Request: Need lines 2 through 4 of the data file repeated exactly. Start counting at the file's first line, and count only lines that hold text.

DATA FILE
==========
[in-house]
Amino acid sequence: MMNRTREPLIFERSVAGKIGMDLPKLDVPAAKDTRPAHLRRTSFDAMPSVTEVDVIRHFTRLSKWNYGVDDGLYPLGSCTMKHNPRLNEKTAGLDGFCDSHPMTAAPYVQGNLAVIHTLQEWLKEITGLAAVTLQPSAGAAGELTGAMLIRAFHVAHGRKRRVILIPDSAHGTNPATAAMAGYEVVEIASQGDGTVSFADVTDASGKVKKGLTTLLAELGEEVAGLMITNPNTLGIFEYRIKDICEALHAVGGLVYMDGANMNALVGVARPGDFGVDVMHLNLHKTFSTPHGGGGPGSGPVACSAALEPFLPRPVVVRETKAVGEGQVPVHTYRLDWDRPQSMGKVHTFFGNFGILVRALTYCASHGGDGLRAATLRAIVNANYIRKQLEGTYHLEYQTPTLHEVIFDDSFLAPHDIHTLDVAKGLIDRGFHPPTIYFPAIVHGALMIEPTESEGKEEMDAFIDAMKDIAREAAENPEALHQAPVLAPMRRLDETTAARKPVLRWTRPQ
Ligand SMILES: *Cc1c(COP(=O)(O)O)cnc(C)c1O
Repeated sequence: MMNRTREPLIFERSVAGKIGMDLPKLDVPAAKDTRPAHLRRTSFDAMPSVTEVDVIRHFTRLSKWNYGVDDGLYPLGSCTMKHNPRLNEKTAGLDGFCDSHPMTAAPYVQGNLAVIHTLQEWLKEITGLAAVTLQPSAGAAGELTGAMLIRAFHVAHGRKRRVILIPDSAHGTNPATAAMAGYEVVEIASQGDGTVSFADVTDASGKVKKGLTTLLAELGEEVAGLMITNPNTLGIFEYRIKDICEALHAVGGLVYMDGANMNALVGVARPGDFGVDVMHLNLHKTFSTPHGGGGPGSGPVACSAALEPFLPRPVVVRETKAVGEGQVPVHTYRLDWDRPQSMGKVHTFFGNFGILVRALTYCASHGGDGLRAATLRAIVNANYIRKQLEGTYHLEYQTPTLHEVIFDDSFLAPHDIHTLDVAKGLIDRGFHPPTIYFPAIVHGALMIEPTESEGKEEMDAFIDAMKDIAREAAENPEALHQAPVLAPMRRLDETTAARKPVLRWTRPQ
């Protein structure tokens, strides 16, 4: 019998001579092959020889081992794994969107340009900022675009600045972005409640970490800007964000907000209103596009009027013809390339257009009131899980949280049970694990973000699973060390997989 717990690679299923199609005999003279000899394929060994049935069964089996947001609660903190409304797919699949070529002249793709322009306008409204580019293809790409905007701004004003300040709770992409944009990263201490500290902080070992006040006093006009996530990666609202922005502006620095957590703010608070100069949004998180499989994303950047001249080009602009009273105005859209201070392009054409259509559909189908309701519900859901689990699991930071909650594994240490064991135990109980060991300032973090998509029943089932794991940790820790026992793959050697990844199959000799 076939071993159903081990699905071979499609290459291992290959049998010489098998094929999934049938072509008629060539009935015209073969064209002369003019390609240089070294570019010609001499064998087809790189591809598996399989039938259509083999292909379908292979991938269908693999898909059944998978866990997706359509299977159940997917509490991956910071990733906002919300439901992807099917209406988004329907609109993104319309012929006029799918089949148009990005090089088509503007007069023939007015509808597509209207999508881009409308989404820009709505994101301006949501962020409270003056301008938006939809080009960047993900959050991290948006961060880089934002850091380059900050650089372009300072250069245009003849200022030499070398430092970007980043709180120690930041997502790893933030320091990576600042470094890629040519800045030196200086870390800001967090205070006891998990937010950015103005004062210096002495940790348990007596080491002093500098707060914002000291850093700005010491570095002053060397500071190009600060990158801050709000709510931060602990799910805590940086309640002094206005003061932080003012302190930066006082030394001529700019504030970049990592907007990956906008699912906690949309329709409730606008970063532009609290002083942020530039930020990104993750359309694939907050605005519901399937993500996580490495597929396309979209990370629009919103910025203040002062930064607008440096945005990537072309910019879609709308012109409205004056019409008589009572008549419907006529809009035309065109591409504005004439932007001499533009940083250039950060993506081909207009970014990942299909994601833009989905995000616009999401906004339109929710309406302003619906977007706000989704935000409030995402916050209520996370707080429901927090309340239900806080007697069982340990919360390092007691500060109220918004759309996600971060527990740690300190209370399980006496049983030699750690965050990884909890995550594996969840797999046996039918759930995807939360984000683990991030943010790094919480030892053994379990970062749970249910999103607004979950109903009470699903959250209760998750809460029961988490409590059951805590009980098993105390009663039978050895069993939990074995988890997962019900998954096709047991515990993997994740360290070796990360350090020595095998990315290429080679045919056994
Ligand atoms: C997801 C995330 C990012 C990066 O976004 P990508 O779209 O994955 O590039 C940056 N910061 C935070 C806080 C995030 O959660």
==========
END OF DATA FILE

Amino acid sequence: MMNRTREPLIFERSVAGKIGMDLPKLDVPAAKDTRPAHLRRTSFDAMPSVTEVDVIRHFTRLSKWNYGVDDGLYPLGSCTMKHNPRLNEKTAGLDGFCDSHPMTAAPYVQGNLAVIHTLQEWLKEITGLAAVTLQPSAGAAGELTGAMLIRAFHVAHGRKRRVILIPDSAHGTNPATAAMAGYEVVEIASQGDGTVSFADVTDASGKVKKGLTTLLAELGEEVAGLMITNPNTLGIFEYRIKDICEALHAVGGLVYMDGANMNALVGVARPGDFGVDVMHLNLHKTFSTPHGGGGPGSGPVACSAALEPFLPRPVVVRETKAVGEGQVPVHTYRLDWDRPQSMGKVHTFFGNFGILVRALTYCASHGGDGLRAATLRAIVNANYIRKQLEGTYHLEYQTPTLHEVIFDDSFLAPHDIHTLDVAKGLIDRGFHPPTIYFPAIVHGALMIEPTESEGKEEMDAFIDAMKDIAREAAENPEALHQAPVLAPMRRLDETTAARKPVLRWTRPQ
Ligand SMILES: *Cc1c(COP(=O)(O)O)cnc(C)c1O
Repeated sequence: MMNRTREPLIFERSVAGKIGMDLPKLDVPAAKDTRPAHLRRTSFDAMPSVTEVDVIRHFTRLSKWNYGVDDGLYPLGSCTMKHNPRLNEKTAGLDGFCDSHPMTAAPYVQGNLAVIHTLQEWLKEITGLAAVTLQPSAGAAGELTGAMLIRAFHVAHGRKRRVILIPDSAHGTNPATAAMAGYEVVEIASQGDGTVSFADVTDASGKVKKGLTTLLAELGEEVAGLMITNPNTLGIFEYRIKDICEALHAVGGLVYMDGANMNALVGVARPGDFGVDVMHLNLHKTFSTPHGGGGPGSGPVACSAALEPFLPRPVVVRETKAVGEGQVPVHTYRLDWDRPQSMGKVHTFFGNFGILVRALTYCASHGGDGLRAATLRAIVNANYIRKQLEGTYHLEYQTPTLHEVIFDDSFLAPHDIHTLDVAKGLIDRGFHPPTIYFPAIVHGALMIEPTESEGKEEMDAFIDAMKDIAREAAENPEALHQAPVLAPMRRLDETTAARKPVLRWTRPQ